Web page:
While politicians and pundits continue to rail about the need to secure our border to the south, offering helpful suggestions like an alligator-infested moat paired with a big, big fence, perhaps we should all just stop for a moment and remember that other gate we left wide open. Correction, that border forced open in 1854 when Commodore Perry sailed his squadron of American warships into Japanese waters and foisted a trade agreement upon the reclusive nation. Except for a small island open to Dutch traders once a year, Japan’s shores had been shut to the West since the early 17th century. What happened after Japan’s self-imposed isolation ended is on view at the McNay in “The Orient Expressed: Japan’s Influence on Western Art, 1854 – 1918.”
The exhibition, organized by the Mississippi Museum of Art, tells the story of Japanisme, the fascination with all things Japanese, that took place in France, Great Britain, and the United States when trade goods started flowing out of the far-off island. Textiles, bronzes, and ceramics arrived, along with fans and kimonos. Artworks came too, such as screens and scrolls, and woodcut prints known as Ukiyo-e (literally, “pictures of the floating world”) that became especially prized by collectors. After incessant revivals of imperial styles in Europe (and in slightly retooled fashion, in the U.S., too), the new designs from the East inspired waves of creative innovation in Western workshops and ateliers.
Goods from India and China had trickled west on a system of trade routes known as the Silk Road for centuries, and the Japanese pieces were readily mixed in as the latest addition to Orientalism. But this time something new happened. A fascination with nature and nature’s organic patterns started as European artists began to appropriate Japanese design elements into their own work, adding carp, herons, and butterflies to fashionable ceramic and silver table settings, while painters depicted Japanese scenes taken from Ukiyo-e prints and the photographs made by tourists, the first European and American travelers to Japan. Sometimes the Japanese elements were translated into Western stylings, but as Japanese art was copied verbatim, especially from the prints, a new vocabulary of gesture and composition entered the language of Western visual art, along with insights into a different way of being. While seeking to gain luxuries from the East, America and Europe were transformed forever.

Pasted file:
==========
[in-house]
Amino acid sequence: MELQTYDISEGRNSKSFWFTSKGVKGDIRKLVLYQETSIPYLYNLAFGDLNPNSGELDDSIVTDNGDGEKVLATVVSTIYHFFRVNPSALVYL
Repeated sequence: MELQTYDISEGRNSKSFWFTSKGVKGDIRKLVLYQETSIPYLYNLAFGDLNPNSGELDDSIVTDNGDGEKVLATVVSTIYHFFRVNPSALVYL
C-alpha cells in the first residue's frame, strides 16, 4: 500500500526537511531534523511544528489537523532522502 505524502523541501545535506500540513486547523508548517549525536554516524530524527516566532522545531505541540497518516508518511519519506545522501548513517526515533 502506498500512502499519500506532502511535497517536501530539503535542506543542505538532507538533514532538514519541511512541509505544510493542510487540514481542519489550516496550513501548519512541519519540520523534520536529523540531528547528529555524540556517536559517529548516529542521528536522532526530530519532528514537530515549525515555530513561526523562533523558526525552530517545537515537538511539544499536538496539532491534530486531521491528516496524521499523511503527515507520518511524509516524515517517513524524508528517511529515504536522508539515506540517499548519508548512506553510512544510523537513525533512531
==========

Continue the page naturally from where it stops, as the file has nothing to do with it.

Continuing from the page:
A suite of 10 aquatints by Mary Cassatt in the exhibition reveals an artist entering the floating world to make it her own. The pictures depict a woman alone at her toilette, and with a child, and in public scenes, such as sitting on a train with a friend. The muted palette is reminiscent of Ukiyo-e prints, but it is the way space is portrayed that arrests the eye. Asymmetry, and the use of diagonals, dominate the scene in the lead image, Woman Bathing. She is seen reflected in a mirror, though her face is hidden from the viewer. A robe dangles from her waist, but the tell-tale folds that reveal the modeling of form — long a hallmark of Western painting and sculpture — are missing. Instead, the garment’s stripes take on a flat, graphic aspect, an effect that is also seen in the floral design of the carpet. Perspective is confusing, too. Adding to the dreamlike aura of the scene, the baseboard lining the bottom of the wall on the right of the picture is inexplicably missing on the picture’s left side. The work combines many Japanese tropes that push the picture towards abstraction, and an accompanying catalogue to the exhibition explains that Cassatt was indeed influenced by Sukenobu (whose prints were owned by her friend Edgar Degas, who was also affected by them) and Kitagawa Utamaro, known as the leader of the Ukiyo-e school.
The exhibition shows works by many male artists such as Americans James McNeil Whistler, William Merritt Chase, and Childe Hassam, Charles William Bartlett of England, and Henri de Toulouse-Lautrec of France, but the presence of women is everywhere — as artists, like Cassatt — and as the subjects of paintings, too. Often, they are depicted dressed in kimonos, or with Japanese objects. It was women decorating their homes who created the desire for Japanese goods, and the fad of fashion known as Japanisme. That Japanese art, and the vision behind it, morphed into the tendrils of Art Nouveau, and made the insurrection of Modernism possible in Europe, is a wonderful added benefit to what was seen by Commodore Perry as a firm showing of American military resolve. •
$5-8, children 12 and under free
Tue, Wed, Fri 10am-4pm
McNay Art Museum
6000 North New Braunfels
On view to January 15, 2012.
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